"Becoming a Bok was truly a moment to cherish," he enthuses in his deep baritone voice. "What an honour.

"The past couple of seasons have been very challenging for me, though, because I wasn't a prop originally. Things happened pretty quickly for me, but the guys around me at the Sharks, like Brendon Botha (now with Ulster), Deon Carstens, Balie Swart and John Plumtree (Sharks coach) have helped me a lot in making the transition (Swart has the unique distinction of winning two RWC medals with South Africa, as a player in 1995 and as scrummaging coach in 2007).

"I still have a lot to learn. In fact, I'm still far off from where I want to be as a front-row player. I'm looking forward to improve my game all the time."

In his Super 14 debut against the Waratahs last year, Mtawarira had to pack down against Wallaby prop Al Baxter, and as the first scrum went down Baxter had quite a bit to say.

"I'm going to chow you, mate..."

The Zimbabwean-born youngster, however, was not perturbed and

replied: "No, no, no... I'm going to chow you!" And he did, shunting his veteran opponent off his own ball at a later scrum.

Mtawarira's baptism of fire in the Tri-Nations was no bed of roses, either, as the Springboks finished bottom in this year's southern hemisphere series, a mere 10 months after they had been crowned world champions in France.

"We might not have achieved exactly what we wanted in this year's Tri-Nations. However, we do have a new coach and management

team in place, with several new players coming into the mix, like yours truly," the prop says.

"So, from that point of view, we have started setting a platform from which we can steadily improve, with the bigger picture of RWC 2011 in mind. We've got a good squad of players to choose from, so there are exciting times ahead.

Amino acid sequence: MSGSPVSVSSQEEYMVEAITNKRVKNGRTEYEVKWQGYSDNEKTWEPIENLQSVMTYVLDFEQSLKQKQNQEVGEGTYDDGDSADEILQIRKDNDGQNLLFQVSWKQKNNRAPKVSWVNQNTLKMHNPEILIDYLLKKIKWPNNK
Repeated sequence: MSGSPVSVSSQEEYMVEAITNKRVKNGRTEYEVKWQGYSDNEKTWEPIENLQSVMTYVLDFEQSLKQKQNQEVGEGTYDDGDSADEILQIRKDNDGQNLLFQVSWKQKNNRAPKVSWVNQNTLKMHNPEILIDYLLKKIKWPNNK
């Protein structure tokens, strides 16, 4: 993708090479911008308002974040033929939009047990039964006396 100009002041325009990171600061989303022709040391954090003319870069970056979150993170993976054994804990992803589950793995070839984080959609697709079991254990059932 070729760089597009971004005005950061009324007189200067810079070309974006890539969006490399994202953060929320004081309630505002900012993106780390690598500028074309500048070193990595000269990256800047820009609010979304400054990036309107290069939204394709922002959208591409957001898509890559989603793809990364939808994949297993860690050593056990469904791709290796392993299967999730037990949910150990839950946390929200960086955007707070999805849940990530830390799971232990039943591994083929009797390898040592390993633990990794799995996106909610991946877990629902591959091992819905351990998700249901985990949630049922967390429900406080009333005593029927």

"That was clear when we beat Australia (53-8) in the last match of the recent Tri-Nations in Johannesburg. Everything, including the scrummaging side of things, went well that day; we really started to gel as a team."

Part of the future excitement that lies in store for Mtawarira and the Springboks, is the 2009 visit to South Africa by the British & Irish Lions.

"Ah, the Lions," he sighs. "What an honour that will be; it's every Springbok player's dream to play against the men in red. However, I've got to be selected first."

Judged by the way he has made his mark on the international stage, in a relatively short period of time, and considering that he is already being earmarked in certain quarters as South Africa's next Os du Randt, Beast is sure to be a major obstacle in the way of the 2009 British & Irish Lions.

More significantly, from a socio-political perspective, he has been a champion of transformation in not only rugby but sport at large.

As SA Rugby continues to be dogged by political controversies, like the most recent furore over the Springbok emblem, and artificial endeavours towards transformation in the sport, Beast and his massive popularity, among mostly white kids, is a chief example that real transformation, as well as the changed mindsets that have to go with it, is actually happening - in a natural and spontaneous way.

For all the white young fans who hound Beast whenever he makes a public appearance, whether it be for an autograph, a quick yarn or merely a tap on the back, have not been instructed to do so by political or rugby authorities. Tendai Mtawarira is not a token player; Beast is the real McCoy.

This story was sourced from International Rugby News